It’s a sign of a restaurant’s overall quality when a subpar main course doesn’t kill your enthusiasm for the place, or your willingness to return for another visit.
That’s my conclusion about the Persian restaurant, Shiraz. Shiraz has a lot going for it: reasonable prices, generous portions, good food (for the most part), and an attentive staff (which I’ll explain later).
I was there with a group, and we ordered a sampling of appetizers to share. That’s hummus on the bottom left, mashed eggplant (kashk-e-bademjan) next to it, and an egg salad-like spread on the upper right. (I’m forgetting the exact name — oliviea?) We also shared the mashed smoked eggplant (mirza ghasemi) and a serving of falafel (both not pictured).
The two eggplants were the standouts, particularly the smoked eggplant, mashed up with roasted garlic and tomatoes. Shiraz is very generous with its complimentary naan — thinner and crisper than Indian naan — and we used it to scoop up every bit of the appetizers.
I should also mention the moist and well-seasoned falafel, a big improvement over the ones I ate at Bereket last week.
Then it was on to the entrees. A few people ordered the lamb shank — intimidating and huge, it’s cooked slowly for six hours.
I believe this was skate, or some other type of fish.
My entree was a misfire.
Certainly looked beautiful — a glistening, golden Cornish hen kebab, grilled onion and tomatoes, and two-colored rice (one is saffron rice).
I was originally going to try one of the stews, but it was so hot out yesterday that I changed up for the more prosaic Cornish hen. Bummer, because Jami sitting next to me went with a stew, and it was delicious. A hungry Freud would say I had “dish envy.”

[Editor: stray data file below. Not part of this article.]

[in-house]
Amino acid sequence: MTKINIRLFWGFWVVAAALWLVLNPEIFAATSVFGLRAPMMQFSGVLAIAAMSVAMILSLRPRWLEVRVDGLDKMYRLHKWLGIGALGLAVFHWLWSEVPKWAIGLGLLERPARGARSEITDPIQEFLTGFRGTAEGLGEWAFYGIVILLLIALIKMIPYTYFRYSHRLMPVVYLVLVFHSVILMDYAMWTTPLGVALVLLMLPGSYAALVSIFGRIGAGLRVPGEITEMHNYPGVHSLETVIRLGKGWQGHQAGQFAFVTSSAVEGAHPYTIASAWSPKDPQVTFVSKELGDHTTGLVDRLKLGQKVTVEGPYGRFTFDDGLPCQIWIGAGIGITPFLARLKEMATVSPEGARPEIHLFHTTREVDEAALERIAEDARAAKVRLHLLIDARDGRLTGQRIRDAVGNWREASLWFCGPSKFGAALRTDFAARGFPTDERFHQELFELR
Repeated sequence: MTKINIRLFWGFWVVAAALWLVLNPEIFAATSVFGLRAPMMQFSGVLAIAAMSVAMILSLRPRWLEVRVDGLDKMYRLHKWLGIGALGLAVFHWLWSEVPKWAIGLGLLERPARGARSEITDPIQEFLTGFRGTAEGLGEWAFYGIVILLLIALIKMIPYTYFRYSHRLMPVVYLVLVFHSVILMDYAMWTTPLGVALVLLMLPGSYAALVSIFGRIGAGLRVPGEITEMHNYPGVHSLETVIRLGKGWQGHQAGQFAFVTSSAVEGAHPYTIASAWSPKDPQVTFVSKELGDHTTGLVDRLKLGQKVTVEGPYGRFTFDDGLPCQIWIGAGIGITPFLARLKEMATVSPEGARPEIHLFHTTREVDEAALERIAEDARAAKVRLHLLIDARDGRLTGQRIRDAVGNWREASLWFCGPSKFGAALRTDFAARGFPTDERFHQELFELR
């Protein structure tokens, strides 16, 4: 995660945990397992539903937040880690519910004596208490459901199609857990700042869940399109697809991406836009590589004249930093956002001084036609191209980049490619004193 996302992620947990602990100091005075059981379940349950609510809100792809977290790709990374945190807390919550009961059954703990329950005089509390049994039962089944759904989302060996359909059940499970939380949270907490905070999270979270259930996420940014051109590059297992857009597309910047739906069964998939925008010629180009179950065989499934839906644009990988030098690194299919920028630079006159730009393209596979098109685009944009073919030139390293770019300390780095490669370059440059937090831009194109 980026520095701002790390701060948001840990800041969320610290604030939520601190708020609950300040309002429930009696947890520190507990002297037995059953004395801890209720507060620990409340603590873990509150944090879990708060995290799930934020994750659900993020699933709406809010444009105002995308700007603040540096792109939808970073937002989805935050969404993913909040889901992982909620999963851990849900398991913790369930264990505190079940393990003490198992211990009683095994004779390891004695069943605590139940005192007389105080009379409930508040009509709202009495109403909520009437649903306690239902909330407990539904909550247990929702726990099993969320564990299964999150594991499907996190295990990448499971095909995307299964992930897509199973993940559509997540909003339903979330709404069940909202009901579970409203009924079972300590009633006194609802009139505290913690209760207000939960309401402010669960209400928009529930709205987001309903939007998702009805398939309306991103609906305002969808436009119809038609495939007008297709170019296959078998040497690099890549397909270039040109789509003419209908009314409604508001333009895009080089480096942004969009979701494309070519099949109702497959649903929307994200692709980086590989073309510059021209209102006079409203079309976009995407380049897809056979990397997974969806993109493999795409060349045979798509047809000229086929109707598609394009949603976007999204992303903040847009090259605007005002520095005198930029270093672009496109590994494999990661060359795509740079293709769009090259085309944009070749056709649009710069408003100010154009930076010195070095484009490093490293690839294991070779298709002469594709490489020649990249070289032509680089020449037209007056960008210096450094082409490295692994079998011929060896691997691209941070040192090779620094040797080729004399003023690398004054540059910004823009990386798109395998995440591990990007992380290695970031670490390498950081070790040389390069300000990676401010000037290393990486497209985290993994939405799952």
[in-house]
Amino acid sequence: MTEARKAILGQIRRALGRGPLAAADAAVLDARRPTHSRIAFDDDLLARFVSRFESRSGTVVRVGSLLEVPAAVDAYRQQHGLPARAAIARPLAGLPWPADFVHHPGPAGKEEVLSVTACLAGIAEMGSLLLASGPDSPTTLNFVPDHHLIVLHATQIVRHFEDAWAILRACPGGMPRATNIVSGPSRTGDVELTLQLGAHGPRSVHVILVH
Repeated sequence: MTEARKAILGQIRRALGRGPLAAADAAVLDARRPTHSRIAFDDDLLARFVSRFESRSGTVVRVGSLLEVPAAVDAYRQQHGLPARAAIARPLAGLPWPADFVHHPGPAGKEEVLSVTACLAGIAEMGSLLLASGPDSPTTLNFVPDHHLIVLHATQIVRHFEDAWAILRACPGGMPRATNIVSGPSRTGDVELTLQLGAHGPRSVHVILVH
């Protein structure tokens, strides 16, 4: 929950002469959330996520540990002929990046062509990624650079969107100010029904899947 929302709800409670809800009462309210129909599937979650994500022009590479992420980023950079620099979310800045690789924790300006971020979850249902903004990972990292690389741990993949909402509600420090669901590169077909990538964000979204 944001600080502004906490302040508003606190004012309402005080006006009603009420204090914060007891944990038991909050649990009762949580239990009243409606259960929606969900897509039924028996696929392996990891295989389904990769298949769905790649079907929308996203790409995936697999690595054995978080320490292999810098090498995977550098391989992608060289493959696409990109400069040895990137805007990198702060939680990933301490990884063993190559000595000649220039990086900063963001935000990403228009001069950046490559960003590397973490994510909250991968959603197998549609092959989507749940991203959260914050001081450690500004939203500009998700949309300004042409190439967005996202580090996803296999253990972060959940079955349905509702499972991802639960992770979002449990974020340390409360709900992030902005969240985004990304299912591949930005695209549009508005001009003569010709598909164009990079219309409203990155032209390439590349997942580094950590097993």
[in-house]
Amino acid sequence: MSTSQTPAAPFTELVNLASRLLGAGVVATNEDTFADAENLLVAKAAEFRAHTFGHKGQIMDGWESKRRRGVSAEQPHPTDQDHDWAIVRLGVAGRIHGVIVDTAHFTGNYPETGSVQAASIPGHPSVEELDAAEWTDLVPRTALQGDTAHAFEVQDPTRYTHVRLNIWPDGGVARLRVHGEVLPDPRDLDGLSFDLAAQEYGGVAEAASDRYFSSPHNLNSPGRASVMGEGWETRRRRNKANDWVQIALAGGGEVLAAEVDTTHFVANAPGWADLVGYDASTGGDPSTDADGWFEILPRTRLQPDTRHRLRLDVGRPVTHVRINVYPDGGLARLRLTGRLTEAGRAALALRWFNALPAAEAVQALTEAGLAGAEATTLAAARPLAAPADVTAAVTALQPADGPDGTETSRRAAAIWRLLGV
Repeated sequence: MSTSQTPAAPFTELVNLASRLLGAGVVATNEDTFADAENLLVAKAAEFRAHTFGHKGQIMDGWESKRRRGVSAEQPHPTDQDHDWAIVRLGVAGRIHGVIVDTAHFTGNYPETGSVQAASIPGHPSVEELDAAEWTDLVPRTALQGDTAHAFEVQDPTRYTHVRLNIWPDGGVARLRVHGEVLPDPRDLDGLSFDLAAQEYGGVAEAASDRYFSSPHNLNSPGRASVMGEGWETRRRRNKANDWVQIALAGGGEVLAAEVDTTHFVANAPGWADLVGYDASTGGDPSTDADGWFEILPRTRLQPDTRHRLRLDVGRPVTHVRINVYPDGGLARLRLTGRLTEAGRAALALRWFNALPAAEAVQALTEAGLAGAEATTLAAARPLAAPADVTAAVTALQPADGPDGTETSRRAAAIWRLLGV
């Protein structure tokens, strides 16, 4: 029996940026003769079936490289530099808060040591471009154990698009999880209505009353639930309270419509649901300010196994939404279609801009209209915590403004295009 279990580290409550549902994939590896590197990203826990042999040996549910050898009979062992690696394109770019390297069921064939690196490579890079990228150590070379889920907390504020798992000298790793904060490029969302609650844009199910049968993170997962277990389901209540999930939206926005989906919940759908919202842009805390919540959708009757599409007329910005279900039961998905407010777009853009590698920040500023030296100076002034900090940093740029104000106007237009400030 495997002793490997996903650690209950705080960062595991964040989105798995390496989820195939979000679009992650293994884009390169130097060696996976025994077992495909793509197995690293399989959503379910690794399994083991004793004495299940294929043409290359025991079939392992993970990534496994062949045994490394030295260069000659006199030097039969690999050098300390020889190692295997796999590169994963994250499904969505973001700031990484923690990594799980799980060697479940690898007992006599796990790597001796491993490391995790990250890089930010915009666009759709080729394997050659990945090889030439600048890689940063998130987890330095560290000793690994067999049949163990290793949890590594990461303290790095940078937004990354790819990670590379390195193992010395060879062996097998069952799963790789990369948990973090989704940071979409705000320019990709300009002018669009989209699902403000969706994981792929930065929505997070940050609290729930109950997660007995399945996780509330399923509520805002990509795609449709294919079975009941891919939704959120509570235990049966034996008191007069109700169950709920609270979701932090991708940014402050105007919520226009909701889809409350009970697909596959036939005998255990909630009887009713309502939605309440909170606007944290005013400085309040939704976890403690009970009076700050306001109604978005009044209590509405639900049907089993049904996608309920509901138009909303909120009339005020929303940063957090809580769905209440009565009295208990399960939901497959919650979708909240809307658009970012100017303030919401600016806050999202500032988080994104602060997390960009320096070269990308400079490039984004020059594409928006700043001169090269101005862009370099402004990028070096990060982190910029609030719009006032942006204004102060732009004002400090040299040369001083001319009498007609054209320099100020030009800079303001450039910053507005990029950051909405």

The Cornish hen was quite dry and unexpectedly bland — those of us who ordered it noticed the problem straight away. I’m chalking this up to timing issues in the kitchen brought on by our large group.
I mentioned earlier that the staff were attentive. An example: During the ordering, Jami, who’s familiar with Persian food, asked our server if they had a dish not on the menu called tadig. We were told it wasn’t available, and that was that, or so we thought.
About halfway through the meal, a server brought over a plate of… yup, tadig.
You know how when you overcook rice there’s that crispy layer on the bottom? That’s sort of what tadig is, but Jami said it’s prepared a certain way, and of course you only get one of batch of it per pot of rice. So everybody wants it but there’s only so much to go around.
I spooned some of the stew sauce on top, and it was great. Just a very thoughtful gesture for the Shiraz staff to make a batch and bring it over to us on the house.
For dessert, some people got baklava, and one person ordered the pallodeh, which was like a funky riff on a snow cone; I think it was shaved ice and frozen thin rice noodles with a sweet cherry sauce poured on top.
Most of us though, were all about the saffron ice cream.
Doug (different Doug) took a bite and proclaimed, “It tastes like an air freshener.”
At first I didn’t know what he was talking about, but then I tasted it and got what he meant. The ice cream had a unique gingery, spiced flavor that was hard to define (can anyone explain what saffron tastes like?), with something floral going on. It did have almost an air freshener quality to it. That doesn’t sound like much of an endorsement, but I really liked it. I think the others had mixed feelings.
So that was a first visit at Shiraz. Normally a disappointing entree would put me off, but I tasted the other food, so I know the Cornish hen is not a reflection of the entire menu. Try the smoked mashed eggplant, the lamb, the stews, and the saffron ice cream. And ask for the tadig — who knows, they just might bring some over.
83 E. Main St.